The procedure for online editing is very similar in the PLC-5, SLC-500, and ControlLogix. There are five basic steps in performing an online edit:
1) Start Rung Edits (Place the rung into edit mode)
2) Make your changes to the rung
3) Accept Edits (Send the edits to the processor)
4) Test Edits (Ensure your edits work how you want them to work)
5) Assemble Edits (Removes the old rung, and remove the editing markers)
Note: The ControlLogix processor allows you to accept edits to a single rung or all rungs in the program… Modern versions of RSLogix 5000 also have a “Finalize” option which allows you to Accept, Test, and Assemble all in one step!)
These steps are simple, but there are a few rules:
• You cannot change the data type of existing tags. If you create a new tag with the wrong data type,
you must delete the tag, and declare it again.
• You cannot make an on line edit if the key switch is in Run Mode.
• You do not need to perform an on line edit to directly change a value in the data table such as the
preset of a timer or counter.
• If the processor is in program mode, you do not need to test and assemble after accepting.
• If the processor is in program mode, and a rung is deleted, there is no warning.
Note: These may vary depending on which processor you are using, and the processor version.
Let’s walk through the 5 step procedure:
Look at the rung below. Our objective is to transfer control of the output to LocalSwitch.6. If you
click on bit LocalSwitch.7 and attempt to make a change, nothing happens.
Step 1) Start Rung Edits
The first step is to put the rung into edit mode. There are several ways this can be done:
• Double click the rung number
• Right click the rung number and start rung edits
• From ‘Logic’ on the menu bar, click On line Edits, then start pending rung edits
• Click the start rung edit icon in the on line editing tool bar just above the ladder view
Notice that RSLogix made a copy of the rung for us to work with. By looking at the power rails, you
can see the bottom rung is being executed by the processor, and the top rung is the one you need to
make edits to. You will also notice the e (edit) or i (insert) and r (replace) in the margin are lower case.
This means the edits are not in the processor yet. If you are adding new logic instead of modifying
existing logic, this is the step where you add a new rung.
Step 2) Make Changes
Now that the rung is in edit mode, changes can be made.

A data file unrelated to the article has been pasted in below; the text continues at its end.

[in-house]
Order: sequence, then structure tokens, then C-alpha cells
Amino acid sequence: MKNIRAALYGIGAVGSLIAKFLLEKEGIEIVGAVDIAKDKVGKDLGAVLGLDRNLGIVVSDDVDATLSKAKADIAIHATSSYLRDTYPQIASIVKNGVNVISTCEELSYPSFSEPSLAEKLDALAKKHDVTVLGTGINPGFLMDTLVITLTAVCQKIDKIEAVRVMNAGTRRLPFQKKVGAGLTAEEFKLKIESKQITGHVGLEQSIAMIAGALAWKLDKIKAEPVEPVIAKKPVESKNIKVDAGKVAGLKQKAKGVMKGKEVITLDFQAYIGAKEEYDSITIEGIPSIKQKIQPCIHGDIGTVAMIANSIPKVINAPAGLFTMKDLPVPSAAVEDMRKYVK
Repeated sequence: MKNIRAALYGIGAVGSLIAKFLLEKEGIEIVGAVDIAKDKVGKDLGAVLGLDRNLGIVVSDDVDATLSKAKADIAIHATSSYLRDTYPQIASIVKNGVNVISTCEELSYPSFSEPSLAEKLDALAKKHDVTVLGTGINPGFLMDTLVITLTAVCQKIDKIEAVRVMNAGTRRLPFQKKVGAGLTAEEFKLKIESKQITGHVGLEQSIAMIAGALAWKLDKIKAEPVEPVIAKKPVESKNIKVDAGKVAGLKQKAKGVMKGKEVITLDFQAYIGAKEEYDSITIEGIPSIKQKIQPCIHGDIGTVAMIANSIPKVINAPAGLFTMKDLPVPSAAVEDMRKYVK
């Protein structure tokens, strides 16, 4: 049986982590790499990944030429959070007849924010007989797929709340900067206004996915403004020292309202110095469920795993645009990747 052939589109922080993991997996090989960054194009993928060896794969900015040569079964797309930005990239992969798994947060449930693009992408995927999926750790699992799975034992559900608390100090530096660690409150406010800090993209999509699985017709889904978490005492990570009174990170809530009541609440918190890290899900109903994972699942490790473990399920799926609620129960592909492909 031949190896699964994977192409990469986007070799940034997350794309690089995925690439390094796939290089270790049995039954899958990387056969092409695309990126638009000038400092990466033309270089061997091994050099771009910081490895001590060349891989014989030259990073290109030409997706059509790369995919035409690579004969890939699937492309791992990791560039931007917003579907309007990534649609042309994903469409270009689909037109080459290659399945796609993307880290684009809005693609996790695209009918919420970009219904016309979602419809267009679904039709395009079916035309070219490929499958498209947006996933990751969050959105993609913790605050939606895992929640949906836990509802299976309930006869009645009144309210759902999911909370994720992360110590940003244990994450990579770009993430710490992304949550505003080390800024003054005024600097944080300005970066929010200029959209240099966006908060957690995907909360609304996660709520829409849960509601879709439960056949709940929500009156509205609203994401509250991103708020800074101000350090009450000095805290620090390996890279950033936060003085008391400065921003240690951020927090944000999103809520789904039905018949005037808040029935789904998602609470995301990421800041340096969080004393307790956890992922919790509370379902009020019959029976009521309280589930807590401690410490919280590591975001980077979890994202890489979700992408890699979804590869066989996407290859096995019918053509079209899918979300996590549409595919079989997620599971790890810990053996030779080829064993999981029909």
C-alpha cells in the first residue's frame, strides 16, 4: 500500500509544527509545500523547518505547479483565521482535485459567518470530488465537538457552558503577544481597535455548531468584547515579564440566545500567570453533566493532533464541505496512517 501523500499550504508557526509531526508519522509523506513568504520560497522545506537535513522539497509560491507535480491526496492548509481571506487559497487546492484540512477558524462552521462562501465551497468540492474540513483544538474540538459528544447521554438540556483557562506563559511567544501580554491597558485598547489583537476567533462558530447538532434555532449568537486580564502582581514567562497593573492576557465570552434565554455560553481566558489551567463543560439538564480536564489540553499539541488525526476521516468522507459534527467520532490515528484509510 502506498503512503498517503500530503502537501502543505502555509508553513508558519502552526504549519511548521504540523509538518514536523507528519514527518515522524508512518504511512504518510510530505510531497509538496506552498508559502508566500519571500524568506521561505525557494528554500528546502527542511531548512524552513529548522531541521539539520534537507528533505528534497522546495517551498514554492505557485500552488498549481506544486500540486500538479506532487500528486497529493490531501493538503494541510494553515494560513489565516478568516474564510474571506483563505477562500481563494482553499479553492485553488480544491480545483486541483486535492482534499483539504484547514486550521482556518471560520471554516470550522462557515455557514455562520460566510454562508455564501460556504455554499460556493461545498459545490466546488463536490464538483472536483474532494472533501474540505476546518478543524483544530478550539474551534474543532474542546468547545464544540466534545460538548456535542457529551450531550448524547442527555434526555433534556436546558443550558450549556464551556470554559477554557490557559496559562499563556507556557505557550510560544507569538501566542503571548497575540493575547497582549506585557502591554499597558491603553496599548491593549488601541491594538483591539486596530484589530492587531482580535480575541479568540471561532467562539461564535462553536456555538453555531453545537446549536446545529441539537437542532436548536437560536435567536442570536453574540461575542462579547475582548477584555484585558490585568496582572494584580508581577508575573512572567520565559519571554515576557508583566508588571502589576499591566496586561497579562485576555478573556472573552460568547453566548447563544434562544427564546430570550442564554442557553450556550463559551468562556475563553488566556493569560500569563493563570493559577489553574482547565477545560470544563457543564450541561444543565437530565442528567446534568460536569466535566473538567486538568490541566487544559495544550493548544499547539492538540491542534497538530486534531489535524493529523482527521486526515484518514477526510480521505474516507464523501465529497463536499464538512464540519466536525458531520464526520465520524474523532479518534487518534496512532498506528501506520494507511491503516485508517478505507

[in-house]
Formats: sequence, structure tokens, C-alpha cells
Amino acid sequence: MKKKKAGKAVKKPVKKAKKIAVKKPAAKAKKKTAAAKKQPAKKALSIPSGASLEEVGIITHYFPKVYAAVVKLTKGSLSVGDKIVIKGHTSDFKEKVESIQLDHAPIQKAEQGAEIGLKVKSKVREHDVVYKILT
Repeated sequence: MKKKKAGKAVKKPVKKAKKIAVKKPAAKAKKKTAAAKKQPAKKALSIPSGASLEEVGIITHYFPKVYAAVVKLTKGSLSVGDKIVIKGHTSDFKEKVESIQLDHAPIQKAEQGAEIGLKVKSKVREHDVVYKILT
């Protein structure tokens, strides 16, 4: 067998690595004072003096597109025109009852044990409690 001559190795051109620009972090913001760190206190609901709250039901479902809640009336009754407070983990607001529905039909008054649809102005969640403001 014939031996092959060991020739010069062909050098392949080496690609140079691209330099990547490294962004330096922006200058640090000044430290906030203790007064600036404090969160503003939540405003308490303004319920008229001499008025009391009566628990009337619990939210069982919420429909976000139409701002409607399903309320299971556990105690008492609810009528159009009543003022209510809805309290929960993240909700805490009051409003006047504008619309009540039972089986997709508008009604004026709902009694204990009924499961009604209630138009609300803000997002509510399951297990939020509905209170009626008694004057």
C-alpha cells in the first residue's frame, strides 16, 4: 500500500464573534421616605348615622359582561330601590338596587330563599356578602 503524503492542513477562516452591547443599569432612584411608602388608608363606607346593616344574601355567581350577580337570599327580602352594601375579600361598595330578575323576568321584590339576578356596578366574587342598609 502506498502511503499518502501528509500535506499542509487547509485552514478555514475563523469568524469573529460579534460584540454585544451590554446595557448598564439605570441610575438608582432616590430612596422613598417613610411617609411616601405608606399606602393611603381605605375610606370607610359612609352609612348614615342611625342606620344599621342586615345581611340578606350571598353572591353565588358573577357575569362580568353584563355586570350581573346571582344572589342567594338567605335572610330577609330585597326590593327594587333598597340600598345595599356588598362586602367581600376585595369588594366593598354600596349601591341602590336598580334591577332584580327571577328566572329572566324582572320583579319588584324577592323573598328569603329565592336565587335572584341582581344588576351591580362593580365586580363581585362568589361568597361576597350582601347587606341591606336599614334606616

If you added a new rung in step #1, this is where you need to add your logic to the new rung.
Be careful not to add any logic that will fault the processor or cause damage to personnel or equipment.
Notice the i (insert) and r (replace) zones are in lower case. This means the changes are in RAM only,
and have not been sent to the processor.
In this example, bit 7 is being changed to bit 6 on the input.
Step 3) Accept Edits
Now that your rung is set up as you need it, it’s time to send the edits to the processor. You can accept
pending rung edits (This would just accept the rung you have selected), or you can accept pending
program edits (This would accept all the edits in the current program) There are several ways to
perform the next three steps.
• Right click the rung number, and accept edits
• Click Logic | On line Edits | Accept (rung or program edits) from the menu bar
• Click one of the Accept Edits icons in the on line editing tool bar as shown below
Notice in the margin rung 1 is marked for insertion, and rung 2 is marked for removal. The I’s and R’s
are capitol because the edits are now in the processor. Look at the power rails. You can see the old
rung is still being executed by the processor.
You will also see that pending edits exist by looking at the on line tool bar.
Step 4) Test Edits
When you test edits, the new or modified rungs will become active. The old rungs will be left in the
processor until we are sure our new rungs are working properly. Be aware that if you change an output
address, there might no longer be logic writing to that address. This means that you could abandon a
bit in the ON state.
You can test your edits by doing one of the following actions:
1) Right click the rung number
2) Choose Logic | On line Edits | Test accepted program edits from the menu bar
3) Click the Test icon in the on line edit tool bar above your logic window.
If you are modifying an input type address you should also be careful. If the rung was previously true,
you may want to make sure your new logic is also going to be true at the moment you accept, or the the
output may shut off.
Let’s test the edits, and you will notice the new rung(s) are active. If the edits do not work the way you
anticipated, you can un-test to revert to the old rung while you make other changes to the new rung.
Notice the power rails:
Step 5) Assemble Edits
If you logic is working properly, go ahead and assemble the edits. Assembling removes the old rung,
and the edit zone markers. After Assembling, you may want to save your work to the hard drive.
You can assemble by using one of the following methods:
1) Right click the rung number, and choose accept edits (if available in your version)
2) Click Logic | On line Edits | Assemble accepted program edits from the menu bar.
3) Click the Assemble Edits icon in the on line edits tool bar.
Notice the Logic now appears to be normal: